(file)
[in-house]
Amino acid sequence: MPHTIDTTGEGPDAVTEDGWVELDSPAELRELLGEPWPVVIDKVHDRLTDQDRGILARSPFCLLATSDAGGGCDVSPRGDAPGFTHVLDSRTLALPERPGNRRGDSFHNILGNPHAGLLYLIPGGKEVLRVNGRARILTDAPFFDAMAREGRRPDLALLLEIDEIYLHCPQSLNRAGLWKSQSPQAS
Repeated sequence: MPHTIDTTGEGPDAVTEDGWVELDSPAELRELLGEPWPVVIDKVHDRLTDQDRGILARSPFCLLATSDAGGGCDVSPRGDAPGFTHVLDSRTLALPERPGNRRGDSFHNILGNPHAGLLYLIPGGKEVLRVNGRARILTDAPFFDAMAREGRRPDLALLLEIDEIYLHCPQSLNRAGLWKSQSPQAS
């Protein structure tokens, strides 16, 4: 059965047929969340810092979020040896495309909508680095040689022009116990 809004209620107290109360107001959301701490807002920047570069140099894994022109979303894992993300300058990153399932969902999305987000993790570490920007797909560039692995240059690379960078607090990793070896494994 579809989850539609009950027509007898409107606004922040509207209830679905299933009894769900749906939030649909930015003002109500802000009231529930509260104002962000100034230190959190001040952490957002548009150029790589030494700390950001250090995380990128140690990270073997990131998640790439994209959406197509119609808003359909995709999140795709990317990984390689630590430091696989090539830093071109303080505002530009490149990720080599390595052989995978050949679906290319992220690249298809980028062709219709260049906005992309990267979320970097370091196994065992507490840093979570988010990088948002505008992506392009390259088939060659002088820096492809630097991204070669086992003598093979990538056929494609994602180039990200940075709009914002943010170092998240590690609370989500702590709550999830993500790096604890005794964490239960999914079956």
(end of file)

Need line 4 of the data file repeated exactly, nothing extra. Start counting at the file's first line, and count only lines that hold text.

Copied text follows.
């Protein structure tokens, strides 16, 4: 059965047929969340810092979020040896495309909508680095040689022009116990 809004209620107290109360107001959301701490807002920047570069140099894994022109979303894992993300300058990153399932969902999305987000993790570490920007797909560039692995240059690379960078607090990793070896494994 579809989850539609009950027509007898409107606004922040509207209830679905299933009894769900749906939030649909930015003002109500802000009231529930509260104002962000100034230190959190001040952490957002548009150029790589030494700390950001250090995380990128140690990270073997990131998640790439994209959406197509119609808003359909995709999140795709990317990984390689630590430091696989090539830093071109303080505002530009490149990720080599390595052989995978050949679906290319992220690249298809980028062709219709260049906005992309990267979320970097370091196994065992507490840093979570988010990088948002505008992506392009390259088939060659002088820096492809630097991204070669086992003598093979990538056929494609994602180039990200940075709009914002943010170092998240590690609370989500702590709550999830993500790096604890005794964490239960999914079956």